We’re beginning to see some of the rituals that we set out start to happen across the teams. One of the most important ones that we identified in our framework was the need for all our Area teams (ie. the teams of teams) to be able to see the work of other teams around Product. It matters for all the obvious reasons, but also because we need to do something about the belief that many of us held, which is that may of us simply have no idea about how1 the work of our teams is reaching our customers - we need better visibility.
This week Kuldeep, Anu and Tai’s work in making Show & Tells happen paid off. Everyone in Product spent Friday morning seeing the work in progress of over a dozen teams from around Europe.
It was fucking glorious.
One of the messages2 that I’ve been
banging on about diligently repeating is that show and tells will not be designers showing designs to designers. I’m really pleased to see that we had designers, product managers, researchers, software architects and data scientists all sharing the work of their teams.
In the previous week I spent some time with everyone in my part of the org; it was long overdue and a good chance to start the year off by reminding us what we were trying to achieve with all the change we’re in and why we were doing it.
When we decided to change the way that Product was working, we did this in recognition of some information which was coming to us very clearly from our teams and the wider org: Product wasn’t working. We were seeing this in the frustration of our stakeholders (‘you’re a black box, we don’t understand what’s going on’) and from our teams (‘our work is unconnected with our customers and their lives’). We’re changing that, but change takes time, effort and persistence. We also need to acknowledge that in any change process there are gains and losses for the people involved.
Something that has been weighing on my mind a lot recently is that I’m asking the designers in Farfetch’s Product teams to help me carry the changes through, to be the ones who are helping the teams they’re working in to think and act in new ways.
And this is hard, often unseen work.
One of the things that I felt I needed to share with the team was that I too found this work hard, and if I’m honest, often unrewarding. Being the person in a team or a group who is facing the resistance or impassivity is emotionally draining. As an example, I had asked my leads to help their teams co-create Team Canvases, but when you’re the person asking the rest of the group to honestly look at the status quo and discuss those unstated expectations or implied roles we have for each other but nobody else sees value in doing so, that’s hard, hard work.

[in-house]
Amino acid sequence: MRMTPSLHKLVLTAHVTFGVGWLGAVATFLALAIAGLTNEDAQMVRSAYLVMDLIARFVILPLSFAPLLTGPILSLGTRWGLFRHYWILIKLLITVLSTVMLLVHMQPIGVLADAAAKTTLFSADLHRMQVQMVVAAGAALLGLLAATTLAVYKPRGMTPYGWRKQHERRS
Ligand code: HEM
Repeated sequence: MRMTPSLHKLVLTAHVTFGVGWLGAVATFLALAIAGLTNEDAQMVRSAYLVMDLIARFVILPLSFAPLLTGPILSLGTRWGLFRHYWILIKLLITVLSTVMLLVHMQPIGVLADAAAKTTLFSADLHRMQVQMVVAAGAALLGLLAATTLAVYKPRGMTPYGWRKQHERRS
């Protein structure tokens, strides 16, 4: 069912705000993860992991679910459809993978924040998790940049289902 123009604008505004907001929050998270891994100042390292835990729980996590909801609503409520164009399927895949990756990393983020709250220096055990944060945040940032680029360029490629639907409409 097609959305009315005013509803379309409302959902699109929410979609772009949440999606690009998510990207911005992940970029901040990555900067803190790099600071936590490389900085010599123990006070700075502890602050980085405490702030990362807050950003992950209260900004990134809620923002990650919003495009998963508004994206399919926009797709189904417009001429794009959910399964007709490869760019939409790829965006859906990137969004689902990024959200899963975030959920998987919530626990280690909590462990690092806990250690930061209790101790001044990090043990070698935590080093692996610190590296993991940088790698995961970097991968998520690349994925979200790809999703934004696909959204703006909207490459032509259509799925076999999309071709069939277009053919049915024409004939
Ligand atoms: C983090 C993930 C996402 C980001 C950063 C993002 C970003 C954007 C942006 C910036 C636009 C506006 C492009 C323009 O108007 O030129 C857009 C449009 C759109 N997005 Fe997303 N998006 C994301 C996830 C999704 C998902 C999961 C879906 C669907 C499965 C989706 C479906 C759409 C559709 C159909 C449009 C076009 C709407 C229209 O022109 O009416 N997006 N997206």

I belive that there are good explanations why we as designers in teams are the ones that carry that work, I think that we have to be honest that we have more to gain than lose by changing the current power structures in teams, that by using our skills and expertise to become more essential within the team3 we will have greater influence and control over the experience we’re creating for our customers.
If you believe in the gains/losses model here, then we have to accept that our pushing to disturb the current equilibrium means that others in our teams will feel loss. I asked our designers to think about how the people they work with may be experiencing the changes we’re making, and to be kind and patient with people – but that doesn’t mean I’m asking them to accept poor behaviour in others.
What I can do with my role is make sure that the message is restated and reinforced by our leadership teams: using our position in the hierarchy to exemplify, express and model the behaviour and values we expect to see in others. By doing this I hope that I make that unseen, often unacknowledged work of designers easier.
And let’s be honest, when.↩
After the struggles with getting everyone to use the same terms for the same things, I’m experimenting with being a bit of a pedant about language. I should write a list down of all them.↩
Rather than sitting in our own ‘design team’ outside of the teams, pointing at drawings and insisting we own the vision.↩